What causes degenerative joint disease?
Degenerative joint disease, also known as osteoarthritis, can occur anywhere in the body, but can be especially painful and limiting when it occurs in the neck or back. The main cause of arthritis is usually the natural aging process, but lifestyle factors such as posture and carrying extra weight can contribute to its development. Painful symptoms from this condition can make it hard to work, take a walk or even cook dinner. Learning more about the causes of degenerative joint disease can help get you back to a full and active lifestyle.
What are some of the main causes of degenerative joint disease?
Along the rear of the spine, vertebrae are linked with adjacent vertebrae by paired structures known as facet joints. These joints allow the spine to be flexible while still being strong and stable enough to support the torso and head. Over the years, the cartilage that coats the surfaces of the facet joints, preventing the bones from grinding together, wears away. The resulting bone-on-bone contact causes inflammation of these joints and localized pain. This can lead to the formation of bone spurs, which are the body’s attempt to provide stability and reduce friction. Bone spurs can compress nerves located near the facet joint, resulting in painful symptoms locally and throughout the body.
While everyone is subject to wear and tear due to aging, there are indirect factors that can speed up this natural deterioration. Some of these potential degenerative joint disease causes include:
- Traumatic injuries
- Sports-related injuries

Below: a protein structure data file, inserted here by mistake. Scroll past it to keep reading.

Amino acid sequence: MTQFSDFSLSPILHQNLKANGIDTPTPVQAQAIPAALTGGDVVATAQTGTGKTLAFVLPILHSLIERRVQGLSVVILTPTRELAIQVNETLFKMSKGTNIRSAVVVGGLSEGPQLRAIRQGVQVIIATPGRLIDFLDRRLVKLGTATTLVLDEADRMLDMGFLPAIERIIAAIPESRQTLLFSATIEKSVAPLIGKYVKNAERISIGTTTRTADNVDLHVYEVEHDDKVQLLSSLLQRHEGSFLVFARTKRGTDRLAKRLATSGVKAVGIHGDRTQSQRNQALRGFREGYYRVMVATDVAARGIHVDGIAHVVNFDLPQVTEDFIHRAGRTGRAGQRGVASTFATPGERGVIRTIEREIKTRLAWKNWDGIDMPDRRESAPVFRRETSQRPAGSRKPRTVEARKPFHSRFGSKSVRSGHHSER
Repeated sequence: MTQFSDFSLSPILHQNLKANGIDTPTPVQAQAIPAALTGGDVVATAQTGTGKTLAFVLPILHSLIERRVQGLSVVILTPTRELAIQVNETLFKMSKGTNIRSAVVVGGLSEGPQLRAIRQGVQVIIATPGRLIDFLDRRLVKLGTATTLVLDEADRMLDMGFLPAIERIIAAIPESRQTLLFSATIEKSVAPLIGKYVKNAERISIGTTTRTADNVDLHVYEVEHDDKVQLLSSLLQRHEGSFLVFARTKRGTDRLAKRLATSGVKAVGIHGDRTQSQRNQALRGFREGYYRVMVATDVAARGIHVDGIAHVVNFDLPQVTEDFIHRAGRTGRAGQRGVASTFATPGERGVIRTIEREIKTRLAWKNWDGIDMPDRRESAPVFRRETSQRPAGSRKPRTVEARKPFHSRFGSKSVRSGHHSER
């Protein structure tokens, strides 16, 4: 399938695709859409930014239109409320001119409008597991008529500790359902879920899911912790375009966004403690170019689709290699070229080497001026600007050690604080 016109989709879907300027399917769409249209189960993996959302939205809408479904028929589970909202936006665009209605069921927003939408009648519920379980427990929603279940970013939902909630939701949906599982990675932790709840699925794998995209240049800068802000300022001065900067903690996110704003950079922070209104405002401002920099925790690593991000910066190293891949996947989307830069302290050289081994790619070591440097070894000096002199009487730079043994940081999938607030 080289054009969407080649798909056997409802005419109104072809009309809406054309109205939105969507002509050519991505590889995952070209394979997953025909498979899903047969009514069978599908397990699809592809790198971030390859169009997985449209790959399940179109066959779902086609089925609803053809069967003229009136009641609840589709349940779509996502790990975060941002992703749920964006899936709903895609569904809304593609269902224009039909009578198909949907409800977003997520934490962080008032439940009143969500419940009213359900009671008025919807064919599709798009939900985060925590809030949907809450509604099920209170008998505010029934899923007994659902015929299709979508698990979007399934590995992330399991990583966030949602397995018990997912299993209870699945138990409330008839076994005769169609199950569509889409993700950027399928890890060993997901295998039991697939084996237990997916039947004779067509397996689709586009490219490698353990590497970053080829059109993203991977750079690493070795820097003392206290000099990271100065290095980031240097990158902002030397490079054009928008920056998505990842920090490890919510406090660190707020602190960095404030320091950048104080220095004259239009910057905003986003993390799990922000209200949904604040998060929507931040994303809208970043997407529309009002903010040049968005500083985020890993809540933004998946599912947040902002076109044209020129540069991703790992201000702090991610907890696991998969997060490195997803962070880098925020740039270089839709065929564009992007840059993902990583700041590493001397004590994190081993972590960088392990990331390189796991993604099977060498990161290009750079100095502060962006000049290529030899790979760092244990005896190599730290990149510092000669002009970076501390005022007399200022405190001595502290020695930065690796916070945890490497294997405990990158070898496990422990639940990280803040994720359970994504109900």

- Genetic predisposition
- Activities that involve repetitive motion
Currently, there is no way to cure or reverse degenerative joint disease. However, spinal arthritis symptoms can be relieved through proper treatment. In many cases, physicians first recommend conservative, nonsurgical treatment for individuals experiencing pain from arthritis. Treatments are designed to manage the patient’s pain, and the patient is also encouraged to strengthen muscles surrounding joint structures to help support their bodyweight. Some typical treatments include the use of over-the-counter pain medications, physical therapy, chiropractic adjustments and low-impact exercises to reduce symptoms.
Surgery will sometimes be considered if a full course of conservative treatment does not bring lasting pain relief. If you are considering open back surgery to relieve symptoms of degenerative joint disease but are concerned about some of the risks and difficulties — like long recovery time, scarring and risk of infection — contact Laser Spine Institute. We perform a number of minimally invasive spine surgeries as an alternative to traditional open back surgery, offering shorter recovery periods and fewer risks.^